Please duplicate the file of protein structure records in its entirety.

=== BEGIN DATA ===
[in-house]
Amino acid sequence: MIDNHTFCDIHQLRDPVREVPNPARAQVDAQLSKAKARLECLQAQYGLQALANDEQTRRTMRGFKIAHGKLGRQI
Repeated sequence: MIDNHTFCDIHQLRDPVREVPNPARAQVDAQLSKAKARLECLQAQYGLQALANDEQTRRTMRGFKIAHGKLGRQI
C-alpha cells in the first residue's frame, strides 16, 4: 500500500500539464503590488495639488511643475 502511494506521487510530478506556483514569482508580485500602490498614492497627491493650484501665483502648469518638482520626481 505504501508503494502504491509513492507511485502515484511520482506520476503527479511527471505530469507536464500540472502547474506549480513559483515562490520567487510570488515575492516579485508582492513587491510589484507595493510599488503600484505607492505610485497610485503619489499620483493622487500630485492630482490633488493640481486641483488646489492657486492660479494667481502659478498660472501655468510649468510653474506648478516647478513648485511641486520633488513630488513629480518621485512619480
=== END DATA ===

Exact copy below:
[in-house]
Amino acid sequence: MIDNHTFCDIHQLRDPVREVPNPARAQVDAQLSKAKARLECLQAQYGLQALANDEQTRRTMRGFKIAHGKLGRQI
Repeated sequence: MIDNHTFCDIHQLRDPVREVPNPARAQVDAQLSKAKARLECLQAQYGLQALANDEQTRRTMRGFKIAHGKLGRQI
C-alpha cells in the first residue's frame, strides 16, 4: 500500500500539464503590488495639488511643475 502511494506521487510530478506556483514569482508580485500602490498614492497627491493650484501665483502648469518638482520626481 505504501508503494502504491509513492507511485502515484511520482506520476503527479511527471505530469507536464500540472502547474506549480513559483515562490520567487510570488515575492516579485508582492513587491510589484507595493510599488503600484505607492505610485497610485503619489499620483493622487500630485492630482490633488493640481486641483488646489492657486492660479494667481502659478498660472501655468510649468510653474506648478516647478513648485511641486520633488513630488513629480518621485512619480